... story of Count Beust's difficulties when the Empress of Austria suddenly asked herself to dine with him at the Austrian Embassy at six on Sunday, at twenty-four hours' notice. Beust's cook was out of town; but worse was the difficulty of finding guests of adequate importance. The Prince of Wales had a dinner-party of his own at Marlborough House, so recourse was had to another Royal couple, the Duke and ...
— The Life of the Rt. Hon. Sir Charles W. Dilke V1 • Stephen Gwynn

... several persons in Shattuck's immediate neighborhood seem to have been wrought up to a high point against Bridget Bishop. John Cook lived on the south side of the street, directly opposite the eastern entrance to the grounds of the North Church, on its present site. John Bly's house was on a lot contiguous to the rear of Cook's, fronting on Summer Street. One of Cook's sons ...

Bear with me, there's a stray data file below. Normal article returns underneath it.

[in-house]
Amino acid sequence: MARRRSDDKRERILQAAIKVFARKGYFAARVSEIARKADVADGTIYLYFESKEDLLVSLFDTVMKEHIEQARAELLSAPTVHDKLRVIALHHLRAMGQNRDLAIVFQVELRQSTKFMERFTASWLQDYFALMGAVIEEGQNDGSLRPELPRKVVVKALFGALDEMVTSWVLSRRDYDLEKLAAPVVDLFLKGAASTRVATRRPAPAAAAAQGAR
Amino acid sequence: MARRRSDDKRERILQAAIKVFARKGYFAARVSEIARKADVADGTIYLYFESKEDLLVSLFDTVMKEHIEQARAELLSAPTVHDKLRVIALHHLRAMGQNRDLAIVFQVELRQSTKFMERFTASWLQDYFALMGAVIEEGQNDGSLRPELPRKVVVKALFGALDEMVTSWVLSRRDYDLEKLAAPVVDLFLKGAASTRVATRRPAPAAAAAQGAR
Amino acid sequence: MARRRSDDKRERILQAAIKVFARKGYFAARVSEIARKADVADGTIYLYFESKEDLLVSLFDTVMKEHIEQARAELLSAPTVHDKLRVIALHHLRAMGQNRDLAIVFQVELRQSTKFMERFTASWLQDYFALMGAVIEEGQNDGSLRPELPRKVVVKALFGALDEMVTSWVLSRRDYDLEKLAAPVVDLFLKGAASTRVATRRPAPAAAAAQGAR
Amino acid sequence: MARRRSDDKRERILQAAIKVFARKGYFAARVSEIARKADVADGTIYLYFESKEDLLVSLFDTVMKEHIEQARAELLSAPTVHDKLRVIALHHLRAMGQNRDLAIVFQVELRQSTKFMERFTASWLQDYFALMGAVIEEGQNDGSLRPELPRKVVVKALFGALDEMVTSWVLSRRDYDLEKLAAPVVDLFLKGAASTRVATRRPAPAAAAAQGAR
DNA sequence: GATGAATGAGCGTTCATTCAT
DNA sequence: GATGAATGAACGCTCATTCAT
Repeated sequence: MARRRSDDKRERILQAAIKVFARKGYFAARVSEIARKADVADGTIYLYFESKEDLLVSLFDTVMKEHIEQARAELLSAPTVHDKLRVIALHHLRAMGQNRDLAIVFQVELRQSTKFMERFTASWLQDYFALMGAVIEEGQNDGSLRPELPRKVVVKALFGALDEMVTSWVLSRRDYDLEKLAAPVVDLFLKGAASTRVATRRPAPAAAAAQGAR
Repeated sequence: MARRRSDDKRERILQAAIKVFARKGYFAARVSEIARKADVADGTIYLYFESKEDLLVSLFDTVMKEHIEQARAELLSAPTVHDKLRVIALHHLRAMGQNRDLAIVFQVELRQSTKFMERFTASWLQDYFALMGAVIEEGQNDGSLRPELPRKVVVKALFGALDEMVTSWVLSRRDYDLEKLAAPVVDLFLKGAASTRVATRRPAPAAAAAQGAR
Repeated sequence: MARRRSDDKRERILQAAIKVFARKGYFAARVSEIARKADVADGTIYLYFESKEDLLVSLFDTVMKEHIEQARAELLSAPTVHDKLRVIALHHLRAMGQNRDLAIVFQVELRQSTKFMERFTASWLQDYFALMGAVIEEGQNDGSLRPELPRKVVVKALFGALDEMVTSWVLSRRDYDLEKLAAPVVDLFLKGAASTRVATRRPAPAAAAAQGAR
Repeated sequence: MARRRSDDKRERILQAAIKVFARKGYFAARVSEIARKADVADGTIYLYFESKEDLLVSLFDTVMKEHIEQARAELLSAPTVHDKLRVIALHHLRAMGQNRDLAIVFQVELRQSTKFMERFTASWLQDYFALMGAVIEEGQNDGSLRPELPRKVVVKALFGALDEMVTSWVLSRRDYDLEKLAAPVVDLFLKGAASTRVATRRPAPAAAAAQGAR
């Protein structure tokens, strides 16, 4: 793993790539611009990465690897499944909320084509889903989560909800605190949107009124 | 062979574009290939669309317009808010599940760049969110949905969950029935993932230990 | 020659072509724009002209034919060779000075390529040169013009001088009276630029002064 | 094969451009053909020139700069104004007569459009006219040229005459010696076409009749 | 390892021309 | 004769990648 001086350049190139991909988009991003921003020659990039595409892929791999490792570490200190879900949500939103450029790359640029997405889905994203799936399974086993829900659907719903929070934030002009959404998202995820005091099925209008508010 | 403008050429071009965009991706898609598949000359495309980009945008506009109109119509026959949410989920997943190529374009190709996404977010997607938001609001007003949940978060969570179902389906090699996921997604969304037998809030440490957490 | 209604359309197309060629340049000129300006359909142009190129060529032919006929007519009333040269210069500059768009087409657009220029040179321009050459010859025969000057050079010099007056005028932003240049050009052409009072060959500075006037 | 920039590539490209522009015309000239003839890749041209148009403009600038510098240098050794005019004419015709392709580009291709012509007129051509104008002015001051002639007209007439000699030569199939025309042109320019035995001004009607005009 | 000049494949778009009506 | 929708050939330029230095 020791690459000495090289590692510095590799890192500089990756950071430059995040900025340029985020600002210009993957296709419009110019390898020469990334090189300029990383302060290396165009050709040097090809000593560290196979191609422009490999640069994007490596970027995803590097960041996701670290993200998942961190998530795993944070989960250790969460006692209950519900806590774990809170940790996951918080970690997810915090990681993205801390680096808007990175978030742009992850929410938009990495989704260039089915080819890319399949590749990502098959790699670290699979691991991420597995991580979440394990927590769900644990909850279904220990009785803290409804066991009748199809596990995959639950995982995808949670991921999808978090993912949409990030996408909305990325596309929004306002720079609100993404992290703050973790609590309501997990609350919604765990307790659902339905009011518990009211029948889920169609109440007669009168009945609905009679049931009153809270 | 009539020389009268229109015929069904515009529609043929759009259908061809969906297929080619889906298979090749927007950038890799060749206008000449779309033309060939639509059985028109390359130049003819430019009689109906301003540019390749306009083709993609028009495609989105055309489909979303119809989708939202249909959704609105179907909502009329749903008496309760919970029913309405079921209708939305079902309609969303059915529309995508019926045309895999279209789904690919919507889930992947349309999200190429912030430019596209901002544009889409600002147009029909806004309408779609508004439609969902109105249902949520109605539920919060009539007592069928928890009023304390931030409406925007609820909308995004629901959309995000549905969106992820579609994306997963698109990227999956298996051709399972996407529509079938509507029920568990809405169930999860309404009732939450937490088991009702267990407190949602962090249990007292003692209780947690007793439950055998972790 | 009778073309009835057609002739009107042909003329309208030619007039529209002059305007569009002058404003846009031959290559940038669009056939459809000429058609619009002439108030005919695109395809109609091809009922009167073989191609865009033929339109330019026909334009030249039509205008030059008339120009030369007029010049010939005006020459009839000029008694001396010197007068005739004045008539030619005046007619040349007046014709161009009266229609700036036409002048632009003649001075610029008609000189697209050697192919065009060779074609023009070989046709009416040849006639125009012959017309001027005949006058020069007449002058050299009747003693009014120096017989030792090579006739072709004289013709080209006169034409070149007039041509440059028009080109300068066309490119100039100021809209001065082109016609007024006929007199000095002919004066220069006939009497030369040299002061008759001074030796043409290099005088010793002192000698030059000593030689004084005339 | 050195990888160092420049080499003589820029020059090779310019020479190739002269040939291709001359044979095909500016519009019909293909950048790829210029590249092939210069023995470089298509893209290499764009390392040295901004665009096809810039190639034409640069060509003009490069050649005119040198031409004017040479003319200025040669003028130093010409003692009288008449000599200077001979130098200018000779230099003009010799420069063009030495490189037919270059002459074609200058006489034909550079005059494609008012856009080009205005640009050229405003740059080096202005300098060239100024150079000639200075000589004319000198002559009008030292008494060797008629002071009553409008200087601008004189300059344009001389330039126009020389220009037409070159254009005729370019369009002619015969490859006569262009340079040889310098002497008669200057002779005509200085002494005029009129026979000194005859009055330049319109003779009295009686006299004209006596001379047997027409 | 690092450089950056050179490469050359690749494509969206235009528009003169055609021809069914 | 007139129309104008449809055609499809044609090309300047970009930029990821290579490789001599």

— Salem Witchcraft, Volumes I and II • Charles Upham

... ma'am. Let me stop, and I'll cook for yez, and wash and scrub for yez, to the end o' my days. An' I'll eat no more than'll keep the life in me. I must eat something, or the smell o' the meat would turn me sick, ye see, ma'am; and then I shouldn't be no good to yez. Please 'm, I ha' got fifteen ...
— The Vicar's Daughter • George MacDonald

... I'd like best to cook," she resumed, after a minute's silence, "and keep house. You know I loved that in Germany winters, when Gretchen used to bother us so much by not coming when we wanted her. But I don't exactly want to go into other people's kitchens to ...
— Pollyanna Grows Up • Eleanor H. Porter